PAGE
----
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Planning Worship for the Season after Epiphany, Year B

baptism Transfiguration
Icon of the baptism of Christ. 1497. Public Domain Fresco, The Transfiguration of Christ.
12th Century
Macedonia. Public Domain.

The Season after Epiphany is one of the two “Ordinary” Times of the Christian year. Like the Season after Pentecost, this season is bracketed by “special” Sundays at the beginning and the end (Baptism of the Lord and Transfiguration of the Lord), where all of the readings relate to one another with the gospel at the center. Unlike the Season after Pentecost, however, the readings for the Sundays in between are not completely unrelated to each other. Instead, we are offered two parallel, but not related streams of readings. The Old Testament reading is selected to correspond to the semi-continuous readings from the gospel (primarily Mark in Year B). The reading from the epistles (I Corinthians) is a second semi-continuous stream.

What drives this season? The same thing that drives all the rest in varying ways: discipleship.

Ritually, the Season after Epiphany begins with baptism and ends with Transfiguration. It thus portrays, in brief, the trajectory of the fullness of salvation God makes possible for all through Christ. Made new creatures and sent into mission from baptism, we hear and follow the call of Christ to become fully surrendered disciples. In his transfiguration, we see the promise of our own through the work of the Holy Spirit to transform and sanctify us now and the promise of resurrection and new creation in the age to come.

Tactically, for the mission of the church, the Season after Epiphany fulfills two roles in one. For those who may have been baptized or confirmed after catechesis during Advent and mystagogy during Christmas Season, it functions historically as a season of further discernment and deployment in ministry. For the rest of the church, it functions at the same time as a time to get ready for the primary season of baptismal preparation, Lent. In this role, it reminds us of our common grounding in discipleship (baptism), and bids us into a time of calling disciples (as Jesus does in the second Sunday of this season), and to firm up our own habits of discipleship (gospel) or church life (epistle) so we are as prepared as possible for the intense work of acting as midwife for those the Spirit is calling us to accompany through Lent toward baptism at Easter.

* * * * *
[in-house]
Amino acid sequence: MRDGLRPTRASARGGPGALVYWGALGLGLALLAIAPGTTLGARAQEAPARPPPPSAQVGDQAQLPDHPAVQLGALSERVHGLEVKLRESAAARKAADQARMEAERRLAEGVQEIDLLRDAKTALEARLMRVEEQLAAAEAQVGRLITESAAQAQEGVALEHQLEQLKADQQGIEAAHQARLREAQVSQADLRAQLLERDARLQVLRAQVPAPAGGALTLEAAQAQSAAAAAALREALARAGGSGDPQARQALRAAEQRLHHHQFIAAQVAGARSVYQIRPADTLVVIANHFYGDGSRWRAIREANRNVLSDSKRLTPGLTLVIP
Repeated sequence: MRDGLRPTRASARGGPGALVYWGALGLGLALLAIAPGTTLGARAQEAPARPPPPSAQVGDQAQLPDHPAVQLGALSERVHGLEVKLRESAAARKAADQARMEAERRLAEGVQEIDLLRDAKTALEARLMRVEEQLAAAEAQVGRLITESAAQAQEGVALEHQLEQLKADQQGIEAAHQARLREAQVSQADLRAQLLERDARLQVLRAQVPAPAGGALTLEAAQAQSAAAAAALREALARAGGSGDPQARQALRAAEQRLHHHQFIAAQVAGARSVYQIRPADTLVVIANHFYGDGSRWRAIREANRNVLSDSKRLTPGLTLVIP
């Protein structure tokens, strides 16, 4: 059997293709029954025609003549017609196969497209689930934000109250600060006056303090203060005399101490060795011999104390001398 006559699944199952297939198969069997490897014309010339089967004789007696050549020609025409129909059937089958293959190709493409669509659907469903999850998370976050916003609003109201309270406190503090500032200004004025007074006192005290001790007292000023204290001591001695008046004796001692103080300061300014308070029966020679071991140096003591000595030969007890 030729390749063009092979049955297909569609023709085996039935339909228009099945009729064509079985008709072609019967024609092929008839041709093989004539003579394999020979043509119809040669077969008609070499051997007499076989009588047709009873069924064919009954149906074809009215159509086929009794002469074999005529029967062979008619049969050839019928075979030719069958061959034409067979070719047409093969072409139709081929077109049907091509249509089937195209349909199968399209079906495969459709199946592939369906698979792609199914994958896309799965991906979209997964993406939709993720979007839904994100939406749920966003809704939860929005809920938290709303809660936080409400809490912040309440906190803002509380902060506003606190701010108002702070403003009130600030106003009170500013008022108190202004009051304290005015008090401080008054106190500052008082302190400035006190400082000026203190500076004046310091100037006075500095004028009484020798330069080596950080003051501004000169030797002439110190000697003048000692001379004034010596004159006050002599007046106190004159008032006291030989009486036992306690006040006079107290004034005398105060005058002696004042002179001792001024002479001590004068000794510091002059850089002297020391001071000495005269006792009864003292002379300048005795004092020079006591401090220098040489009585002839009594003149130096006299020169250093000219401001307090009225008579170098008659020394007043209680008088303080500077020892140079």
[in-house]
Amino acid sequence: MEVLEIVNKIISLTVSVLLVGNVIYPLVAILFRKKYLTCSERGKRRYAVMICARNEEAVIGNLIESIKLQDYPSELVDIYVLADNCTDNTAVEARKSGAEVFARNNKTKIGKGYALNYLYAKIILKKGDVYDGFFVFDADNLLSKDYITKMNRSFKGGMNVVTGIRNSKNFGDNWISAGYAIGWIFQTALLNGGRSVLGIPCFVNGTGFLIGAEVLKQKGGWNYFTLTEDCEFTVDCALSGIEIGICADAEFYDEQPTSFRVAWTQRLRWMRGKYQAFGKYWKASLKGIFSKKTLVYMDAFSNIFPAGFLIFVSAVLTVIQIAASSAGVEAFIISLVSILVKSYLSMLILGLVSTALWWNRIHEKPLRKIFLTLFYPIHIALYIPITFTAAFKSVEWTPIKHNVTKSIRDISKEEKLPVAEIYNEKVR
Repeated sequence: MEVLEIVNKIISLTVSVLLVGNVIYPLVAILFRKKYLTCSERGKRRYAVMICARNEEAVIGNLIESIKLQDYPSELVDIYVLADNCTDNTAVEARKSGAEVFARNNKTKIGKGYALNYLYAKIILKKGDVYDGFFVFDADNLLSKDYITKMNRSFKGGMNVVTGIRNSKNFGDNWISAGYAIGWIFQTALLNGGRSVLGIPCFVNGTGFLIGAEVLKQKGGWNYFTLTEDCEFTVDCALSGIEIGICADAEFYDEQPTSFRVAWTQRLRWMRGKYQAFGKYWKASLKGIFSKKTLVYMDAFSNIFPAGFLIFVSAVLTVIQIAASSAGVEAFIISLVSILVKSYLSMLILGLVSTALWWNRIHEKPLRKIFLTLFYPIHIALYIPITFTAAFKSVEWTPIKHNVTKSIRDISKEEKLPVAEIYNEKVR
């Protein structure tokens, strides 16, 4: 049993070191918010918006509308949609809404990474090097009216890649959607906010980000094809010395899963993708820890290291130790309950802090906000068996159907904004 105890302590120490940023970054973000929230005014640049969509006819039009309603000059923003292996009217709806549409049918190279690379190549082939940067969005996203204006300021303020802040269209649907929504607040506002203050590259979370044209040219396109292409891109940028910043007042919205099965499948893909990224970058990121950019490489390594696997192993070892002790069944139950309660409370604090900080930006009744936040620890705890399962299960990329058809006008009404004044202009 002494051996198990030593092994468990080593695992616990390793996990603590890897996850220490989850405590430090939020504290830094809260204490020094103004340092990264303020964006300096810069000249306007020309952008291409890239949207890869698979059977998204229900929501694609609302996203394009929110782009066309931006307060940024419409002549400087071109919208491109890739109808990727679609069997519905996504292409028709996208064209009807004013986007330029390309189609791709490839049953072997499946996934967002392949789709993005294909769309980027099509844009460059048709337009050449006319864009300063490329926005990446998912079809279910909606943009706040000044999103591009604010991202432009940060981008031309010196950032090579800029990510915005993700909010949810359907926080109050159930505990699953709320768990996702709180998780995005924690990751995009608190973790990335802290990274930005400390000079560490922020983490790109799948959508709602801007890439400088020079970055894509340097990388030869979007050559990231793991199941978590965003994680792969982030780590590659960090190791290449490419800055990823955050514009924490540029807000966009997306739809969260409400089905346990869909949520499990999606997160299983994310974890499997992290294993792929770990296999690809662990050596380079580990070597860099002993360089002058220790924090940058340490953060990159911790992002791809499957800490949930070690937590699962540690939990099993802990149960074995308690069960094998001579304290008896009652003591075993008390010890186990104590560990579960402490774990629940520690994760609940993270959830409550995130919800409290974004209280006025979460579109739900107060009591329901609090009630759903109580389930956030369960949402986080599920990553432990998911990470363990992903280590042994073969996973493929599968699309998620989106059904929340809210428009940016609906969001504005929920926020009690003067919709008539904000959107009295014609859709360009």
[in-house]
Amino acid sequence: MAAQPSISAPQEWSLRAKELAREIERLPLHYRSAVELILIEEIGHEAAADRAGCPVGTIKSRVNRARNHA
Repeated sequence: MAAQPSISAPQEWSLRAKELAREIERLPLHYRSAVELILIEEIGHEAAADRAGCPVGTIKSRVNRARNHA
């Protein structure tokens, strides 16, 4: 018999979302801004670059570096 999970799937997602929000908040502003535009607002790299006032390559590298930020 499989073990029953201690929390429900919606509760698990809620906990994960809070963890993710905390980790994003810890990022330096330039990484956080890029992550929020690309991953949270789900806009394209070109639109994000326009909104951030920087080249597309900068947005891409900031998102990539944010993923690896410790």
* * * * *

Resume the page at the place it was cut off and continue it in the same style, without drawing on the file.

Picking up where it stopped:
The first question for you as worship planners is what your congregation most needs to focus on primarily. With Lent coming up, no matter what, you need to be focusing somewhat on calling new persons to discipleship and preparing yourselves to help them prepare for baptism and life in Jesus Christ. But if you have folks who have just been baptized during Advent, Christmas Season or perhaps on Baptism of the Lord Sunday, you also have a strong need to be nurturing them in doctrine, calling, and ministry.

Depending on the capacity of your congregation, you may or may not not be able to focus on both equally. You should neglect neither. The balance of how you focus your efforts in worship and other supportive ministries is what you and other leaders in your congregation must decide and commit to as you prepare for these coming weeks.

The second question to ask yourselves, if you’re using the lectionary, is which stream of texts will help you keep that focus best.

The gospels are focused on calling to discipleship (weeks 2 and 3) and core elements of the saving work of God’s kingdom (deliverance and healing).

The epistle readings from I Corinthians focus on what it means to be the body of Christ capable of “surround[ing] [the newly baptized] with a community of love and forgiveness… pray[ing] for them that they may be true disciples who walk in the way that leads to life.” Such a community helps us recognize our bodies, individually and collectively, are a temple of the Holy Spirit (week 1) and practice holy detachment from entanglements in this world (week 2). The community creates an atmosphere of respect for the backgrounds and consciences of all, even while it embraces the liberty given in Christ (week 3), and it helps us live a disciplined, accountable life before God and one another (week 4).

Choose one stream. Or create your own that accomplishes what you need to do to support the newly baptized, call new disciples, and prepare them for baptism during Lent.

Then approach Transfiguration Sunday as the “bookend” and “segue” it is. As bookend, it points to Christ’s glorification and our resurrection with him. As segue, the instruction of the voice from the cloud sets our course for the discipling work of Lent: "This is my son, the beloved: Listen to him” (Mark 9:7).

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